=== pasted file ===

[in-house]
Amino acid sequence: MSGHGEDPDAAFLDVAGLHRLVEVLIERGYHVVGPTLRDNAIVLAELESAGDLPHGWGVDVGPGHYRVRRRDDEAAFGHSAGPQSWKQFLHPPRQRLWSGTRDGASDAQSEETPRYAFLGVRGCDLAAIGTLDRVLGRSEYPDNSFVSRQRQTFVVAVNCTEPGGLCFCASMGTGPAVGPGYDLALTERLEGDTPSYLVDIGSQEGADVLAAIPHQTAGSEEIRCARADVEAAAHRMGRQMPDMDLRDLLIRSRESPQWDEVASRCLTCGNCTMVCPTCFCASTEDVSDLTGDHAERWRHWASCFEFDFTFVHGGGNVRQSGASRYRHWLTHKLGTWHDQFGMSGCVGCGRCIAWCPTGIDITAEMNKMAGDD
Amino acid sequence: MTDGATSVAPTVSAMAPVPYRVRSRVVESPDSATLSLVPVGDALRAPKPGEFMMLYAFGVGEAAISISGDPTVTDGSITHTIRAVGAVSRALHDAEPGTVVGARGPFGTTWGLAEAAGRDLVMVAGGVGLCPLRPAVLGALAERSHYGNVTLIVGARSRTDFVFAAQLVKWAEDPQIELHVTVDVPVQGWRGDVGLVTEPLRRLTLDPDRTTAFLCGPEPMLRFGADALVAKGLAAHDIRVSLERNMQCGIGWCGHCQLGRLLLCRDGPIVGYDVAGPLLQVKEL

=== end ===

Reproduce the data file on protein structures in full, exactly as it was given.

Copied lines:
[in-house]
Amino acid sequence: MSGHGEDPDAAFLDVAGLHRLVEVLIERGYHVVGPTLRDNAIVLAELESAGDLPHGWGVDVGPGHYRVRRRDDEAAFGHSAGPQSWKQFLHPPRQRLWSGTRDGASDAQSEETPRYAFLGVRGCDLAAIGTLDRVLGRSEYPDNSFVSRQRQTFVVAVNCTEPGGLCFCASMGTGPAVGPGYDLALTERLEGDTPSYLVDIGSQEGADVLAAIPHQTAGSEEIRCARADVEAAAHRMGRQMPDMDLRDLLIRSRESPQWDEVASRCLTCGNCTMVCPTCFCASTEDVSDLTGDHAERWRHWASCFEFDFTFVHGGGNVRQSGASRYRHWLTHKLGTWHDQFGMSGCVGCGRCIAWCPTGIDITAEMNKMAGDD
Amino acid sequence: MTDGATSVAPTVSAMAPVPYRVRSRVVESPDSATLSLVPVGDALRAPKPGEFMMLYAFGVGEAAISISGDPTVTDGSITHTIRAVGAVSRALHDAEPGTVVGARGPFGTTWGLAEAAGRDLVMVAGGVGLCPLRPAVLGALAERSHYGNVTLIVGARSRTDFVFAAQLVKWAEDPQIELHVTVDVPVQGWRGDVGLVTEPLRRLTLDPDRTTAFLCGPEPMLRFGADALVAKGLAAHDIRVSLERNMQCGIGWCGHCQLGRLLLCRDGPIVGYDVAGPLLQVKEL